Thursday, November 29, 2012

Easy Piano Accompaniment for Christmas

The piano is a very easy instrument to learn how to play. Except for one thing.

Unlike those who play flute, cello, violin, sax, trumpet, etc. etc., a piano player virtually plays two instruments simultaneously. Let's look at these dynamics.

A violinist, for example, uses his left hand, his right hand, his concentration, most of his fingers to produce one tone on the violin. This tone is usually part of a melody.

It's very demanding to learn to play this tone on a violin. Violinists spend a lifetime getting this tone exactly right.

By comparison piano players can produce any one of 88 tones just by (metaphorically) pressing a button. It's really simple. I have no guilt in calling my basic piano workshop "Instant Piano," because one can create great sounds on a piano from day one, thanks in part to the "push button" nature of the piano.

There is no such thing as instant guitar, instant violin, instant cello, instant clarinet because those instruments and most others are so demanding. But piano can be learned very quickly. That's what makes piano so relaxing, fun, and enjoyable compared to most other instruments.

But........the piano player is usually called upon to do two or more things at once when playing the piano. And that's the hard part for them. Typically a piano player plays accompaniment (chords) with the left hand and melody with the right hand. Yes, he has to do both things at once.

It seems like you might call this a challenge of coordination. It's not. It's a challenge of uncoordination. The challenge to a piano player is to UN coordinate the two hands, so that they play two different things simultaneously. But the UN coordination must be coordinated precisely.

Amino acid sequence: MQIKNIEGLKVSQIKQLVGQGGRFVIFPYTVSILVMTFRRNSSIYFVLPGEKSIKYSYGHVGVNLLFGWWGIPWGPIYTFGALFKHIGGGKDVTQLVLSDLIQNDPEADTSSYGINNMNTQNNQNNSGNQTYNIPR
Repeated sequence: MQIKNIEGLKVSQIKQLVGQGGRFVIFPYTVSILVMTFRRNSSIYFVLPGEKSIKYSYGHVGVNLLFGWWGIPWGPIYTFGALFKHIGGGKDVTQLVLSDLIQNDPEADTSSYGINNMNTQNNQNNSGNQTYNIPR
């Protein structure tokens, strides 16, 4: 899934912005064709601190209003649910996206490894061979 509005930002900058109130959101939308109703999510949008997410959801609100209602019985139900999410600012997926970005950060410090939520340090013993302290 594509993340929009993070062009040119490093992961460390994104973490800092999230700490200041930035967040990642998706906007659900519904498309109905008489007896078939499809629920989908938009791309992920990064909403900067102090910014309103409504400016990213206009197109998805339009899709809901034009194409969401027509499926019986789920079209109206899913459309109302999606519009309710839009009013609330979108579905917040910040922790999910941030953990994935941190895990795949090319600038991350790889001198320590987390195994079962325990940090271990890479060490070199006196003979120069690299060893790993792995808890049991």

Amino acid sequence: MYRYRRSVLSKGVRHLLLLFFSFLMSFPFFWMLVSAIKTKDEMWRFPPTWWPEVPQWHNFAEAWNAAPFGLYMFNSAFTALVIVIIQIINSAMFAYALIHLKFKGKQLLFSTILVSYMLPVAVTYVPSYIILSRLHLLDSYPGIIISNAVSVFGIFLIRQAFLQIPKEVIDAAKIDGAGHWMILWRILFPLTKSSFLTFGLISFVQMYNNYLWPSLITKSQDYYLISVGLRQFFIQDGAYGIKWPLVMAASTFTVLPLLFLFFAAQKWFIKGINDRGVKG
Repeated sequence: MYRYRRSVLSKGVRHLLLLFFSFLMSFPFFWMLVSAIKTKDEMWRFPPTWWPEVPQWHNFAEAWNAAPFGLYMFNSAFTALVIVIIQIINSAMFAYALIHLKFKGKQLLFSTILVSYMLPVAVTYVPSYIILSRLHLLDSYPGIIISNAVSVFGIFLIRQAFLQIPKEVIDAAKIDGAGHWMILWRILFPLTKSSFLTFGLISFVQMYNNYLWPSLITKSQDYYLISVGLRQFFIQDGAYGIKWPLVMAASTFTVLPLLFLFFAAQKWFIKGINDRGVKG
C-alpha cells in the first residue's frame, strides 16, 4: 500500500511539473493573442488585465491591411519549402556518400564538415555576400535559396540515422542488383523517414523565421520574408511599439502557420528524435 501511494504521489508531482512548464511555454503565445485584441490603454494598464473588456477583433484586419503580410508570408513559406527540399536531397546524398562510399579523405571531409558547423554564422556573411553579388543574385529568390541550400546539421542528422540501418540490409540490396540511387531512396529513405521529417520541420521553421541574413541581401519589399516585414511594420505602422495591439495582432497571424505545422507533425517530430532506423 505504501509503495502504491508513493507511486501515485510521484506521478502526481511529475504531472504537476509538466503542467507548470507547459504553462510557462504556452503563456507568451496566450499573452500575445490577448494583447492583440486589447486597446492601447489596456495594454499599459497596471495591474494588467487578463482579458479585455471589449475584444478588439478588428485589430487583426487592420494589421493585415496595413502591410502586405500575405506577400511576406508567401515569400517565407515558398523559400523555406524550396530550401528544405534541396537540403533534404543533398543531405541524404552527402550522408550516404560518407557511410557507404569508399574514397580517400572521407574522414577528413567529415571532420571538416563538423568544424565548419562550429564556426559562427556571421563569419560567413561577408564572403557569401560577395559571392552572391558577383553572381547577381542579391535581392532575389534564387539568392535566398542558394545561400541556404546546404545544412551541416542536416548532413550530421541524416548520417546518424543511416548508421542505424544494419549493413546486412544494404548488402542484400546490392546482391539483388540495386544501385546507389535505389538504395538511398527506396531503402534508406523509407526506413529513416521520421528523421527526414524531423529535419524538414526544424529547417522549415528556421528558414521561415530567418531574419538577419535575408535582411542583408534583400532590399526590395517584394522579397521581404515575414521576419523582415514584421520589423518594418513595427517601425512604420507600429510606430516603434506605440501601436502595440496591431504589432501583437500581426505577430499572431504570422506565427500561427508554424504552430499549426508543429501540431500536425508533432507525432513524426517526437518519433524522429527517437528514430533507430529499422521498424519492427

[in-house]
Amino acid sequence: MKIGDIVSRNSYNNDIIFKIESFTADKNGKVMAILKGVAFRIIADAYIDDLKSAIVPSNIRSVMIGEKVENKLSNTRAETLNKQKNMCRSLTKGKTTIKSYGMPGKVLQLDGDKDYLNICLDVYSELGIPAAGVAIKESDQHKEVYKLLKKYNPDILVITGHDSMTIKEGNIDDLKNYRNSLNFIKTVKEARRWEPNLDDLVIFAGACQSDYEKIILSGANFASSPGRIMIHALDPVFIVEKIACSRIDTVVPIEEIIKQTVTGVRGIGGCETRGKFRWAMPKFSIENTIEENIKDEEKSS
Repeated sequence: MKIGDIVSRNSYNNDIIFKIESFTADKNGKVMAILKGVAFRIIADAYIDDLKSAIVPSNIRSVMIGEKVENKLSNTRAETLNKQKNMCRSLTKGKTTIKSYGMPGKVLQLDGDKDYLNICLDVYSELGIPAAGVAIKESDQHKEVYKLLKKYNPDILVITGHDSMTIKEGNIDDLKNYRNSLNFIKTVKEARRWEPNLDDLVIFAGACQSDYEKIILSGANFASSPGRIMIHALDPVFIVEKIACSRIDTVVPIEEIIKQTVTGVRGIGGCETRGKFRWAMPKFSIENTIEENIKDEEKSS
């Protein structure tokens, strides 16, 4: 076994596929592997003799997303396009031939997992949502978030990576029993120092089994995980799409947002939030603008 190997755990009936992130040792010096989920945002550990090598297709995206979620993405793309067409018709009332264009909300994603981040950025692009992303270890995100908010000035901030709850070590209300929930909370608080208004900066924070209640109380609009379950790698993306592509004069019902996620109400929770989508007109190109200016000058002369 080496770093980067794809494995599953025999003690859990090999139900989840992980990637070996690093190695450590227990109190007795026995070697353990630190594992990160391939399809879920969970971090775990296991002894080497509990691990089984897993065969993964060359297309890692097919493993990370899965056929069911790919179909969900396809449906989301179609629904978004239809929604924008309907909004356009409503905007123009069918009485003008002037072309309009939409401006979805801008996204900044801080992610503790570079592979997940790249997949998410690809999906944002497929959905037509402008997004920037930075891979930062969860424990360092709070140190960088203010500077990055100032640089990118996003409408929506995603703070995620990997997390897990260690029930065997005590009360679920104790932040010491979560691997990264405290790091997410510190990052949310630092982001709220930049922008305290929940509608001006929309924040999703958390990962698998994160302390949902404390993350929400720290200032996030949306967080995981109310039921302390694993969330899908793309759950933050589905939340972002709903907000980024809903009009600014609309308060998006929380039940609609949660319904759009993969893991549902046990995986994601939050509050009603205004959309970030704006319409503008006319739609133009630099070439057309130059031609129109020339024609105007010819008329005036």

Which brings us to playing Christmas carols. One of the beautiful things about Christmas carols is that people sing them. When that happens it takes all the pressure off the piano player for playing the melody at the same time he tackles the chords. Then he needs to concentrate on only one thing at a time: playing the chord accompaniment.

So now it's a matter of pushing buttons again. When you can focus on one task (chords) you can succeed faster. And have more fun sooner.

Don't get me wrong. We still want to achieve right hand/left hand independence eventually. So we work on the basics. But we can achieve some desired results sooner by letting someone else (singers) take over some of our responsibilities.

This idea applies to all forms of vocal accompaniment, not just for Christmas carols. But we do have our Christmas carol program on sale right now until Saturday. And if you want to pick up on some of these basics and be able to play some fun music THIS YEAR, now is your chance to do so for a 50% discount. We don't have sales very often. And this on ends in a couple of days.

Click here to view order page and for more information.

Just thinking out loud.


  1. I completely agree that playing the piano can be both relaxing and fun, but also challenging due to the need to coordinate both hands to play melody and chords simultaneously. Your suggestion of letting the singers take over some of the responsibilities can definitely take the pressure off the piano player and allow them to focus on playing the chords.

    It's great to hear that you have a Christmas carol program on sale, and I'm sure it will be a great opportunity for those who want to learn some basic piano skills and play some fun music this year. Thank you for sharing this information and providing a discount for your program. I'm sure many people will find it helpful and enjoyable.

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